Editorial Note: This is the transcript of the presentation I gave on Saturday at the 25th Annual Fellowship of Isis in Chicago Goddess Convention. I added photos from my PowerPoint presentation and my references list.
Good afternoon, everyone, and thank you for joining us for this historic 25th anniversary Goddess Festival commemorated by the Chicago FOI Community! For those of you who don’t know me, my name is Anna Applegate, I’m an ordained Priestess, and as a Polytheist primarily dedicated to the Kemetic or Egyptian Pantheon of Gods in my personal spiritual practice, I am very excited to be talking to you about the mysterious and powerful Scorpion Goddess, Selqet. I love Her very much. She features prominently in my ancestor devotionals and in the Spirit Work that I do, and I am deeply honored to ritually invoke Her in our Main Liturgy this evening, “The Mystical Awakening of Scorpio and Kundalini.”
Since this ritual is our choice for our Divine Liturgy this year, I decided to bring with me, as my favorite show-and-tell piece, this colossal Selqet statue. It’s an exact museum-quality replica of the statue unearthed from the tomb of the New Kingdom pharaoh Tutankhamun, who reigned from approximately 1332-1323 BCE, by the famous British archaeologist Howard Carter in November of 1922. Mr. Carter described, when he first entered King Tut’s tomb on November 26, 1922, “Strange animals, statues, and gold…everywhere, the glint of gold” (Mascort, para. 18).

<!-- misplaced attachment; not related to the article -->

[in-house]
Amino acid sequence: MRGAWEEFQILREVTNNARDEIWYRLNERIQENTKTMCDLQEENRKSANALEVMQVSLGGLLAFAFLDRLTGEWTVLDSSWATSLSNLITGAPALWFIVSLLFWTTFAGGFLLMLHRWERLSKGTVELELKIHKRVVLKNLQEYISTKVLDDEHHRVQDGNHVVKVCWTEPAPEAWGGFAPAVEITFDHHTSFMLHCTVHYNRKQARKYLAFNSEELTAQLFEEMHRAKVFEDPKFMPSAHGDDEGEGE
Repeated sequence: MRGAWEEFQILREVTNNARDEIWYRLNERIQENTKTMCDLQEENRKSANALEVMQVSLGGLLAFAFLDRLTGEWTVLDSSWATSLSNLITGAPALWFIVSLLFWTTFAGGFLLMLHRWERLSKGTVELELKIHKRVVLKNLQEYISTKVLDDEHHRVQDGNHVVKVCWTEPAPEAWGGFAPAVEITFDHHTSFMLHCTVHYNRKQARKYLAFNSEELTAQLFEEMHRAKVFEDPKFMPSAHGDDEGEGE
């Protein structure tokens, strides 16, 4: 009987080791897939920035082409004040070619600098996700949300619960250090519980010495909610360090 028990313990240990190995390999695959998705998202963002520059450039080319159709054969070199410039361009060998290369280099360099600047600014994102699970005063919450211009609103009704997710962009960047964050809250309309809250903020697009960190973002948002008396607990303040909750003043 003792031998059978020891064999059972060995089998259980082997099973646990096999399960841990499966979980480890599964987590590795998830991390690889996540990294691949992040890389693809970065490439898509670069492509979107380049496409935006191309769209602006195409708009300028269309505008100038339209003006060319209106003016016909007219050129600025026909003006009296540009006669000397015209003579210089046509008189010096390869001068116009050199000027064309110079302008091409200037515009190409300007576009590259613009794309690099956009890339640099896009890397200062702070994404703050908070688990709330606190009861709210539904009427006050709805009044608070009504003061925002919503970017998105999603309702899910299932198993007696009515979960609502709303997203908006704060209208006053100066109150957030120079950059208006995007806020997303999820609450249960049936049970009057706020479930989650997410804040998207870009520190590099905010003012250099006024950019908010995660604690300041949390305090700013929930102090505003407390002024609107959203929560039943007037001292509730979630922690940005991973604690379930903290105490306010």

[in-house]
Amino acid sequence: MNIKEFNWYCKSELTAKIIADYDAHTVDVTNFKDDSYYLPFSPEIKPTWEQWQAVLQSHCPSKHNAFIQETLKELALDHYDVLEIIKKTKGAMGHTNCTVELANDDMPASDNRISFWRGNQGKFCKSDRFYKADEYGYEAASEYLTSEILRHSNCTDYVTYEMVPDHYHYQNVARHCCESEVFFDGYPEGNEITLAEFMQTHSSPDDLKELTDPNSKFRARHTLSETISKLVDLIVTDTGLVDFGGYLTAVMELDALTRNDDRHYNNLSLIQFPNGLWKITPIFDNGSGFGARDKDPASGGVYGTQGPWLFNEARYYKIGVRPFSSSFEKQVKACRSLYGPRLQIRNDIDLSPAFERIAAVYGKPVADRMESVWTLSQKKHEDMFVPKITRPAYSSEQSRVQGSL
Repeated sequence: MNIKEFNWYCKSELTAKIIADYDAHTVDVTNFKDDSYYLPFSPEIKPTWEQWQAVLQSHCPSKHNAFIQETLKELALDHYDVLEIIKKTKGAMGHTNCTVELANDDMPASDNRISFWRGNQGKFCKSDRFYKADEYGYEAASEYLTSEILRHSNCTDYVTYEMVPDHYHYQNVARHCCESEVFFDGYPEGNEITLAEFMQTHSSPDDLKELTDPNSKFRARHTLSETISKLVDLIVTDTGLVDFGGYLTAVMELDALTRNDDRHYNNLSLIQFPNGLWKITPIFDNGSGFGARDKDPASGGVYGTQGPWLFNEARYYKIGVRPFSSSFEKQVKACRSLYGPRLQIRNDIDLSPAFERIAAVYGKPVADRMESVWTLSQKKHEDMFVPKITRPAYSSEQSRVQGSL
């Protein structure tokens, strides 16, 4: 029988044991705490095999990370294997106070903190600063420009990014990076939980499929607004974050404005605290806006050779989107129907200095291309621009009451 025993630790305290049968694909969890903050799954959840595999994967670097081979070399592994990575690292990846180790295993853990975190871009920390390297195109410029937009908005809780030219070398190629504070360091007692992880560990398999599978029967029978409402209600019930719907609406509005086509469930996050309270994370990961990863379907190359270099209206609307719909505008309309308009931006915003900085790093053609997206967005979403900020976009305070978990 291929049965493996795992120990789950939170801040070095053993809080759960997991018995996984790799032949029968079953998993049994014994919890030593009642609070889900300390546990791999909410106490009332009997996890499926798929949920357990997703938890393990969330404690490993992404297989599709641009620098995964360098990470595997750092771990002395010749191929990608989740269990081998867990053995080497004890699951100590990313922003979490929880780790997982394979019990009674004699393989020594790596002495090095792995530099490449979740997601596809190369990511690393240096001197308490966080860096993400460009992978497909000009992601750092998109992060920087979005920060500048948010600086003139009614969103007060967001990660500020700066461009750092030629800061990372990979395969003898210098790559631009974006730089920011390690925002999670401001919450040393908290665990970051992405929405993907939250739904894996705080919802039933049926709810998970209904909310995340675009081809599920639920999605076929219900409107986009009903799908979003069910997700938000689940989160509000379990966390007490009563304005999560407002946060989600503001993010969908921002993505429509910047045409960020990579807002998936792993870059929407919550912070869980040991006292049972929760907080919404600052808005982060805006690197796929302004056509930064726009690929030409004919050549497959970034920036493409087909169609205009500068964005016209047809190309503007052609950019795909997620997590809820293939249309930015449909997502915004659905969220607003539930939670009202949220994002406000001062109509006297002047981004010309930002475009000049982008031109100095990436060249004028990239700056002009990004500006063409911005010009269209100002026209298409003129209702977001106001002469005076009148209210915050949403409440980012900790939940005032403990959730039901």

Adjacent to the young pharaoh’s funerary chamber was a smaller room that Carter called “the Treasury,” as it had even more gilded treasures than the funeral chamber or the antechamber themselves. In this Treasury stood King Tut’s canopic chest. Carter later reflected that it was “the most beautiful monument that I have ever seen—so lovely that it made one gasp with wonder and admiration” (Mascort, insert, photo caption). Made of gilded wood, the shrine contained the alabaster canopic jars that held the pharaoh’s preserved internal organs. Standing guard at each face of the fourfold shrine were giant gilded statues of the Goddesses Selqet, Isis, Nephthys, and Neith. Note how the statues were placed facing the shrine’s panels, not away.
As a nine-year-old child obsessed with all things Egypt—especially the history behind Carter’s discovery of Tutankhamun’s tomb, and the legend of the curse associated with that discovery—this is how the Goddess Selqet first came across my radar. The sight of Her world-famous statue absolutely enchanted me. Was there ever a more beautiful funerary goddess? I’d had several deaths in my family by the time I was 10, but I thought death couldn’t really be so dreadful if this lovely Goddess gleamed in the Underworld for you. Death couldn’t be so scary if She were there to illuminate your way. And look at that scorpion on Her head—isn’t that just fun? Contemplating Her image brought me a great sense of comfort. That’s how my love affair with Selqet all started.
The Archetype of Scorpio: Sex, Birth, Death, Rebirth